Why Read?

I recently posted about reading, why children may not enjoy their school reading and approaches you can take to it.  Whilst I happily state I really do not care what a child reads, whether it is games, websites, books, comics of even the Argos catalogue, I really do believe they should be reading something.  So today, we are going to explore five of the reasons why it is important to read.

  1. Vocabulary

Reading helps a child expand their vocabulary.  Think of all the different genres and the different types of words you will find in therein.  They will discover words they never knew existed and then begin to add them to their vocabulary.  How many kids love dinosaurs when they are young due to the fancy sounding names?  That magic of words never leaves you!

  1. Success

There have been studies conducted which show that children who read and were read to achieve better results all the way through to university!  Did you realise that short 15 minutes together a day could make such a difference over such a long period of time?

  1. Improvement

Children who read are exposed to different ways to write.  This can improve their writing, grammar and spelling.  I have seen whilst tutoring that improvements can be made through an increased time in reading books children enjoy.

  1. Confidence

The more you do something the easier it becomes and the more confidence you become at it.  This is true for reading!  Even reading to your child helps improve their technical reading skills.  As they grow more confident they will become more independent and be able to read alone.  This also has the advantage of keeping them occupied and out of mischief.

  1. Exploration

Reading exposes children to cultures different from their own.  It opens their eyes to the possibilities that exist in their world.  This increased understanding of others can help a child develop empathy.  So often children at young ages are playing violent games.  This can have a detrimental impact on them.  Carefully chosen books can do the opposite and help create children who care for their world.

I may have said five reasons but here is an extra one – it is free!  We are lucky in that we really do have some great libraries and they are free to borrow from.  From books to graphic novels, magazines to audio books, you can borrow them for free!  So why not get along and visit your local library?

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I don’t care what you read, just read!

As a teacher, and now as a tutor, I am often asked how a child can improve with their reading, writing, spelling or grammar.  There is always 1 simple answer to that.  Read.  Yup, you read that right, my simple answer is to read.  In my opinion, being a reader will teach you more about all these things than the best tutor or teacher can.  However, some children just do not enjoy reading. Why not and what do we do to encourage them?

So, your child gets reading homework and they hate it right?  It is a stress and you dread it.  But why might they feel that way?  I would suggest the problem is actually the books themselves.  Rarely, children get to pick their reading books.  This instantly can decrease enthusiasm for reading.  Furthermore, have you had a good look at most reading schemes within schools?  They often are not that interesting!  Would you enjoy being forced to read these books?  Can you blame your child for not wanting to read it?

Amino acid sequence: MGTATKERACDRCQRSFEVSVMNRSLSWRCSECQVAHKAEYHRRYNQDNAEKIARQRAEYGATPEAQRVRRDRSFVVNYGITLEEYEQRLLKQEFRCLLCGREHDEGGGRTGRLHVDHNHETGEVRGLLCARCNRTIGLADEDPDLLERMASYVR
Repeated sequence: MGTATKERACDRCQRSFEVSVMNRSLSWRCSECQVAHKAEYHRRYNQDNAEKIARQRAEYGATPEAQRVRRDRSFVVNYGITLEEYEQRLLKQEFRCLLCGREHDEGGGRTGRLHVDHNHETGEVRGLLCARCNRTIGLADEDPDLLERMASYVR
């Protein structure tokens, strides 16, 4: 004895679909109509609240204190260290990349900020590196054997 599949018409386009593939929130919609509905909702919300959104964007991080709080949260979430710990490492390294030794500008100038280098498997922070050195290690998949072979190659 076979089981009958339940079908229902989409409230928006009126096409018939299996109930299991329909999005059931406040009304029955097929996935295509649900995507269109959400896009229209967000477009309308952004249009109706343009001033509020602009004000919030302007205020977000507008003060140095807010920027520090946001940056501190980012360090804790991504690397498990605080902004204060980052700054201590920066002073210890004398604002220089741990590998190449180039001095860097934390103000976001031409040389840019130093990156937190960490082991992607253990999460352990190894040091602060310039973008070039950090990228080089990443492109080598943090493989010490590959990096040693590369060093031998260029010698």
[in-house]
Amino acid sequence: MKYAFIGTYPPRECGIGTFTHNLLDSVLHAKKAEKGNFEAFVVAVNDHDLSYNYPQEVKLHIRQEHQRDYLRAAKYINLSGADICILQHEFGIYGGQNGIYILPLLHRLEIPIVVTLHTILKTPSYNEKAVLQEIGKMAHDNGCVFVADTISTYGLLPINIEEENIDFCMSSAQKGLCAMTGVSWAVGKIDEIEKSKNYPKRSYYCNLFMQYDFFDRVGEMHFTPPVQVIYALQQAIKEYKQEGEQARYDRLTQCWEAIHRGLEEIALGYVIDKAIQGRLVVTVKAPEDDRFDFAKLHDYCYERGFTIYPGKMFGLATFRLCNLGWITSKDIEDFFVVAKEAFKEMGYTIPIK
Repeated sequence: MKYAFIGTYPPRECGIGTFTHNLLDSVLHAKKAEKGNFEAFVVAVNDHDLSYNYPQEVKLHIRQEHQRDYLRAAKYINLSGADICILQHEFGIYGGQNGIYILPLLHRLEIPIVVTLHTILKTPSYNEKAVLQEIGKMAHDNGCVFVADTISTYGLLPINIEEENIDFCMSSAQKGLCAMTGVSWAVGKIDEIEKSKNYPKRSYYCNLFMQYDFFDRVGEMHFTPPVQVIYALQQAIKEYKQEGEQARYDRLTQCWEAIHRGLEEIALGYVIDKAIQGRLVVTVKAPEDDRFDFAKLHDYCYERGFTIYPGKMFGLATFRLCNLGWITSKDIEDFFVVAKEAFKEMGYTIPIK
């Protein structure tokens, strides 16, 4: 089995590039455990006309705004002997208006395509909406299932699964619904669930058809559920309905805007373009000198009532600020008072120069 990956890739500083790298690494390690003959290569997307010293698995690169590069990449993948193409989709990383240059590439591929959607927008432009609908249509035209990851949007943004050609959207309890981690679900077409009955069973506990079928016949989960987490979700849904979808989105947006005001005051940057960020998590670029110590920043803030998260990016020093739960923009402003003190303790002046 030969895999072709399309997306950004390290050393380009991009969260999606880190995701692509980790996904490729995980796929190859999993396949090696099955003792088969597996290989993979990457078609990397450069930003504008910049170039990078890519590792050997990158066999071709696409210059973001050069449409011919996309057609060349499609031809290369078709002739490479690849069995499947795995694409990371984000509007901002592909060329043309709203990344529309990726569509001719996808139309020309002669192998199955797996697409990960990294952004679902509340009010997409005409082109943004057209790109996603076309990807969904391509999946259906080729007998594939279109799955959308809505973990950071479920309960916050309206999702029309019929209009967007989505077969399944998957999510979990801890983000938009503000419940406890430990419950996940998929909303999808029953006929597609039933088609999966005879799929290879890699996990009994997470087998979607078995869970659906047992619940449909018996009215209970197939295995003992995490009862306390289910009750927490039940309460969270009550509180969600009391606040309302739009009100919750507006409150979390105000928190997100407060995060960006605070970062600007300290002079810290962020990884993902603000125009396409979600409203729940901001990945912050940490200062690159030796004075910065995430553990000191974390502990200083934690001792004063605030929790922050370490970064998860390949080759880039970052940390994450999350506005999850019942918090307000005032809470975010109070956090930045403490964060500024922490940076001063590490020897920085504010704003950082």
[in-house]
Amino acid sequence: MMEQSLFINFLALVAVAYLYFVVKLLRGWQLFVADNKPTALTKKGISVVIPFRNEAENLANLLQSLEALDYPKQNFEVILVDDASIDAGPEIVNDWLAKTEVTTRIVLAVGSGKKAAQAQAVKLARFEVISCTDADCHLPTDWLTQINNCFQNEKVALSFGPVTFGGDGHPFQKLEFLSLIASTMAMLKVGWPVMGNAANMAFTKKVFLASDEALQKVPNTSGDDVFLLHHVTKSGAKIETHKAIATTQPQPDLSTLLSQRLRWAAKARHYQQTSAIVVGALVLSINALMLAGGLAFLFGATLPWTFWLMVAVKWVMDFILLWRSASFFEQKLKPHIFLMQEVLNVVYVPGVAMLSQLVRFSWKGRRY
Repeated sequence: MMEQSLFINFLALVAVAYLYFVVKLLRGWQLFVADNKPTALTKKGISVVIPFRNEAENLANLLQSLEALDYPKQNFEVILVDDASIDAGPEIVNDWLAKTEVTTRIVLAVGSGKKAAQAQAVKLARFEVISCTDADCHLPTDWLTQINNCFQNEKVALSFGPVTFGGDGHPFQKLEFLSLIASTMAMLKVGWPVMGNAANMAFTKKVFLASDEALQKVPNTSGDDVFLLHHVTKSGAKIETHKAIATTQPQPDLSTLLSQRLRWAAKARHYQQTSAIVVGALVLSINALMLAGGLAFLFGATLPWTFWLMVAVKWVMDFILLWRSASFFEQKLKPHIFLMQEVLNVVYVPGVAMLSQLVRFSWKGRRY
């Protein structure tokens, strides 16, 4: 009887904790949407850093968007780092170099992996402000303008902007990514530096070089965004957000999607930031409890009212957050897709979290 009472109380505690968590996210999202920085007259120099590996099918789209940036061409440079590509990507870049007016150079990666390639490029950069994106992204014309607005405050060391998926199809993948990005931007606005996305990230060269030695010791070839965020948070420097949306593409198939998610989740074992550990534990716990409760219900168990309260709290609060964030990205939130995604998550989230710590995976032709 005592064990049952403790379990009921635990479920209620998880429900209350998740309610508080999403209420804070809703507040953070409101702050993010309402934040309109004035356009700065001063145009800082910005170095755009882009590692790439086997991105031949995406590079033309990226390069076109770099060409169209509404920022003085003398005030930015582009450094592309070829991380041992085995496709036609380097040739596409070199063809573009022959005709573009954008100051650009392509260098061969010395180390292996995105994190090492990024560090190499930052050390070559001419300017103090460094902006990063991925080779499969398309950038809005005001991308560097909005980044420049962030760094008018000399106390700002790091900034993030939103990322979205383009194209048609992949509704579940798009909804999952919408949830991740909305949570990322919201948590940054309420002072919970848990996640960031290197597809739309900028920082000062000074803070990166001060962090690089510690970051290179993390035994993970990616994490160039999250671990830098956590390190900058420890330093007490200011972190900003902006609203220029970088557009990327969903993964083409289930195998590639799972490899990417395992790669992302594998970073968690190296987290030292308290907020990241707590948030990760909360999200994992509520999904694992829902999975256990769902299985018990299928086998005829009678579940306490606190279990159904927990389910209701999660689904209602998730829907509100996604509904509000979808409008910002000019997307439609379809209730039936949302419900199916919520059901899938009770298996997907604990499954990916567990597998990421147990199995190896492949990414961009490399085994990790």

What can you do?  I always tell parents that homework should not be a stress.  Children in the middle to upper primary years tend to be competent technical readers.  They have learned the skills to do this.  So, is it important that they read every word themselves?  I don’t think it is.  It is however important that they keep pace with the book, so they can complete work set by the teacher both in and out of school.  So, can you take turns reading paragraphs or pages?  Could it be their bedtime story?  Can they break the set pages down and attempt smaller chunks over several subsequent nights?

But stop a wee moment, whilst I might be saying it is ok not to read every word in their school book I am not saying do not read.  Reading is essential for children, but it must be something they enjoy.  There are many ways to get children to read without it being a book.  Do they like to cook or bake, why don’t they find the recipe and lead the way?  What about gaming? So many games have a lot of words and they do not even realise they are reading!  What about comics or magazines?  Reading really isn’t just books.  Think how often you read without it being a book, this blog for a start, Facebook, that text you just received, the care instructions on your new jumper or even the address on an envelope to make sure it is yours before you open it.  Words really are everywhere!

But if you really want to go the book route I would suggest you go to your local library, let them explore a huge range of genres for free!  From comics to magazine, novels and graphic novels, you’ll find them in there.  There are even audio books you can enjoy in the car.  If they enjoy that you can then suggest books by the same author.

So in short, I do not care what a child reads, merely that they read.